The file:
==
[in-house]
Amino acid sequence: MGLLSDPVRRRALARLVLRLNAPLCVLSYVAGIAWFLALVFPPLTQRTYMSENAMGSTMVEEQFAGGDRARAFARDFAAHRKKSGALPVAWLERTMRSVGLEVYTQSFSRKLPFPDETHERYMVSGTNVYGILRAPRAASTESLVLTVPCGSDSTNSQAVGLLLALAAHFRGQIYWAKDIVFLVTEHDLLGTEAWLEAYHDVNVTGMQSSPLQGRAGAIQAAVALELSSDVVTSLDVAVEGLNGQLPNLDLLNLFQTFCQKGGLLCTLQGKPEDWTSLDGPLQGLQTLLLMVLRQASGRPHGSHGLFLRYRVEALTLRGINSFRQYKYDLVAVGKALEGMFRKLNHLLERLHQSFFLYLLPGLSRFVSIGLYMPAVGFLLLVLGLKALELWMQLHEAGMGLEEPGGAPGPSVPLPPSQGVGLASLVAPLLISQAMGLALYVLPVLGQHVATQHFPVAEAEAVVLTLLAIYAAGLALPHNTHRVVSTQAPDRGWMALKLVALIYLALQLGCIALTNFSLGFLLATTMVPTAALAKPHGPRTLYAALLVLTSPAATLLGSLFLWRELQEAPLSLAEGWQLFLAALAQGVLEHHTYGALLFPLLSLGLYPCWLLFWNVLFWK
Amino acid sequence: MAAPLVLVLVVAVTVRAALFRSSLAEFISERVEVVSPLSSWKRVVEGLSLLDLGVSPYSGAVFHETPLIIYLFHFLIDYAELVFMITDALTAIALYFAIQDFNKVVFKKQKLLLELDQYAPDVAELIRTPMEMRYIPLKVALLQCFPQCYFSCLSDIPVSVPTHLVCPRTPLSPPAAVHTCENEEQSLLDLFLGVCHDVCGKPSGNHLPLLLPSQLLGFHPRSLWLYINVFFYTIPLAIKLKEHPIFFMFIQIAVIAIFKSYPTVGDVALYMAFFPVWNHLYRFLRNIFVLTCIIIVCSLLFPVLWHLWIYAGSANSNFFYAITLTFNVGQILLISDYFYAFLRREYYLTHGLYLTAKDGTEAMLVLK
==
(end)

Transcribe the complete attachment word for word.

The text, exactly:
[in-house]
Amino acid sequence: MGLLSDPVRRRALARLVLRLNAPLCVLSYVAGIAWFLALVFPPLTQRTYMSENAMGSTMVEEQFAGGDRARAFARDFAAHRKKSGALPVAWLERTMRSVGLEVYTQSFSRKLPFPDETHERYMVSGTNVYGILRAPRAASTESLVLTVPCGSDSTNSQAVGLLLALAAHFRGQIYWAKDIVFLVTEHDLLGTEAWLEAYHDVNVTGMQSSPLQGRAGAIQAAVALELSSDVVTSLDVAVEGLNGQLPNLDLLNLFQTFCQKGGLLCTLQGKPEDWTSLDGPLQGLQTLLLMVLRQASGRPHGSHGLFLRYRVEALTLRGINSFRQYKYDLVAVGKALEGMFRKLNHLLERLHQSFFLYLLPGLSRFVSIGLYMPAVGFLLLVLGLKALELWMQLHEAGMGLEEPGGAPGPSVPLPPSQGVGLASLVAPLLISQAMGLALYVLPVLGQHVATQHFPVAEAEAVVLTLLAIYAAGLALPHNTHRVVSTQAPDRGWMALKLVALIYLALQLGCIALTNFSLGFLLATTMVPTAALAKPHGPRTLYAALLVLTSPAATLLGSLFLWRELQEAPLSLAEGWQLFLAALAQGVLEHHTYGALLFPLLSLGLYPCWLLFWNVLFWK
Amino acid sequence: MAAPLVLVLVVAVTVRAALFRSSLAEFISERVEVVSPLSSWKRVVEGLSLLDLGVSPYSGAVFHETPLIIYLFHFLIDYAELVFMITDALTAIALYFAIQDFNKVVFKKQKLLLELDQYAPDVAELIRTPMEMRYIPLKVALLQCFPQCYFSCLSDIPVSVPTHLVCPRTPLSPPAAVHTCENEEQSLLDLFLGVCHDVCGKPSGNHLPLLLPSQLLGFHPRSLWLYINVFFYTIPLAIKLKEHPIFFMFIQIAVIAIFKSYPTVGDVALYMAFFPVWNHLYRFLRNIFVLTCIIIVCSLLFPVLWHLWIYAGSANSNFFYAITLTFNVGQILLISDYFYAFLRREYYLTHGLYLTAKDGTEAMLVLK